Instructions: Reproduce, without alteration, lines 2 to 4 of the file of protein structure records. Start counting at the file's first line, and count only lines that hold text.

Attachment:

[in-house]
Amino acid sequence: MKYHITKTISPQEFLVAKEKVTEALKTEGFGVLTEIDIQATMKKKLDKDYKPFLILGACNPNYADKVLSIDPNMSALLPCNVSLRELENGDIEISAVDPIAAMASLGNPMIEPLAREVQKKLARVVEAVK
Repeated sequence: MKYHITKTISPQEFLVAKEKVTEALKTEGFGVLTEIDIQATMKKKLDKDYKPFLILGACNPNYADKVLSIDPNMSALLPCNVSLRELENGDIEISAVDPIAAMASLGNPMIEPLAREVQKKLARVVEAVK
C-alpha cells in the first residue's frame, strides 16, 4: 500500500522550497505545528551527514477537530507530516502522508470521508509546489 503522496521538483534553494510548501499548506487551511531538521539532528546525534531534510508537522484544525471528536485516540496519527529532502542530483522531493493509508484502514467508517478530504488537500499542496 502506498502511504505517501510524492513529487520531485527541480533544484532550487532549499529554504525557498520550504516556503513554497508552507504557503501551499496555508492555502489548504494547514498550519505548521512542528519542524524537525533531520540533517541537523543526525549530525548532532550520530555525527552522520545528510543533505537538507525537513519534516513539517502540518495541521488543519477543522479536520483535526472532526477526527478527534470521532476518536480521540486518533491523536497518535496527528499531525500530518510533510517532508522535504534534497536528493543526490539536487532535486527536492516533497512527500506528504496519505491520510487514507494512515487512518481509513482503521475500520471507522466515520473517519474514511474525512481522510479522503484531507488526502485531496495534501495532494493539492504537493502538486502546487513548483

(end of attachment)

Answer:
Amino acid sequence: MKYHITKTISPQEFLVAKEKVTEALKTEGFGVLTEIDIQATMKKKLDKDYKPFLILGACNPNYADKVLSIDPNMSALLPCNVSLRELENGDIEISAVDPIAAMASLGNPMIEPLAREVQKKLARVVEAVK
Repeated sequence: MKYHITKTISPQEFLVAKEKVTEALKTEGFGVLTEIDIQATMKKKLDKDYKPFLILGACNPNYADKVLSIDPNMSALLPCNVSLRELENGDIEISAVDPIAAMASLGNPMIEPLAREVQKKLARVVEAVK
C-alpha cells in the first residue's frame, strides 16, 4: 500500500522550497505545528551527514477537530507530516502522508470521508509546489 503522496521538483534553494510548501499548506487551511531538521539532528546525534531534510508537522484544525471528536485516540496519527529532502542530483522531493493509508484502514467508517478530504488537500499542496 502506498502511504505517501510524492513529487520531485527541480533544484532550487532549499529554504525557498520550504516556503513554497508552507504557503501551499496555508492555502489548504494547514498550519505548521512542528519542524524537525533531520540533517541537523543526525549530525548532532550520530555525527552522520545528510543533505537538507525537513519534516513539517502540518495541521488543519477543522479536520483535526472532526477526527478527534470521532476518536480521540486518533491523536497518535496527528499531525500530518510533510517532508522535504534534497536528493543526490539536487532535486527536492516533497512527500506528504496519505491520510487514507494512515487512518481509513482503521475500520471507522466515520473517519474514511474525512481522510479522503484531507488526502485531496495534501495532494493539492504537493502538486502546487513548483